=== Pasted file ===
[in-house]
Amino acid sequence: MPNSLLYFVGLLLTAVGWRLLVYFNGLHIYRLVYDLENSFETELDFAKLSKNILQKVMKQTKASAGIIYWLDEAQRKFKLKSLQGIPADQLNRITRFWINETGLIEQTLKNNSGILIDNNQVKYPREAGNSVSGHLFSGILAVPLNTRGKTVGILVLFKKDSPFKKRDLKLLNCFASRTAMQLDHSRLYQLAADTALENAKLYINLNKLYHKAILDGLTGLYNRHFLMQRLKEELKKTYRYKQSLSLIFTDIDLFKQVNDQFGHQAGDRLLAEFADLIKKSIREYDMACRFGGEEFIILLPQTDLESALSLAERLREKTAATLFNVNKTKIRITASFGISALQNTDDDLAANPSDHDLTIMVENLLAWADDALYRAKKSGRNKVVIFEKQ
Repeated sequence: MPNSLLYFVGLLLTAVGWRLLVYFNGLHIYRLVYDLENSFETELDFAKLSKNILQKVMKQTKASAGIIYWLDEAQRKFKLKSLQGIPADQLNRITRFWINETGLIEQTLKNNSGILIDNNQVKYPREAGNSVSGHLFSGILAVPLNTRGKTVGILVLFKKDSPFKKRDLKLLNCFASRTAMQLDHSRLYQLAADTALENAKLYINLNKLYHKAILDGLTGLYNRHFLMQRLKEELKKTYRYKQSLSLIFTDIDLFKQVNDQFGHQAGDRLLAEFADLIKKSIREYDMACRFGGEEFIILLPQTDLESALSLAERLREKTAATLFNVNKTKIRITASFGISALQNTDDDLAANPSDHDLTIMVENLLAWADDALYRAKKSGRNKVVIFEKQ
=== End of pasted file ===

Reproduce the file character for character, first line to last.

[in-house]
Amino acid sequence: MPNSLLYFVGLLLTAVGWRLLVYFNGLHIYRLVYDLENSFETELDFAKLSKNILQKVMKQTKASAGIIYWLDEAQRKFKLKSLQGIPADQLNRITRFWINETGLIEQTLKNNSGILIDNNQVKYPREAGNSVSGHLFSGILAVPLNTRGKTVGILVLFKKDSPFKKRDLKLLNCFASRTAMQLDHSRLYQLAADTALENAKLYINLNKLYHKAILDGLTGLYNRHFLMQRLKEELKKTYRYKQSLSLIFTDIDLFKQVNDQFGHQAGDRLLAEFADLIKKSIREYDMACRFGGEEFIILLPQTDLESALSLAERLREKTAATLFNVNKTKIRITASFGISALQNTDDDLAANPSDHDLTIMVENLLAWADDALYRAKKSGRNKVVIFEKQ
Repeated sequence: MPNSLLYFVGLLLTAVGWRLLVYFNGLHIYRLVYDLENSFETELDFAKLSKNILQKVMKQTKASAGIIYWLDEAQRKFKLKSLQGIPADQLNRITRFWINETGLIEQTLKNNSGILIDNNQVKYPREAGNSVSGHLFSGILAVPLNTRGKTVGILVLFKKDSPFKKRDLKLLNCFASRTAMQLDHSRLYQLAADTALENAKLYINLNKLYHKAILDGLTGLYNRHFLMQRLKEELKKTYRYKQSLSLIFTDIDLFKQVNDQFGHQAGDRLLAEFADLIKKSIREYDMACRFGGEEFIILLPQTDLESALSLAERLREKTAATLFNVNKTKIRITASFGISALQNTDDDLAANPSDHDLTIMVENLLAWADDALYRAKKSGRNKVVIFEKQ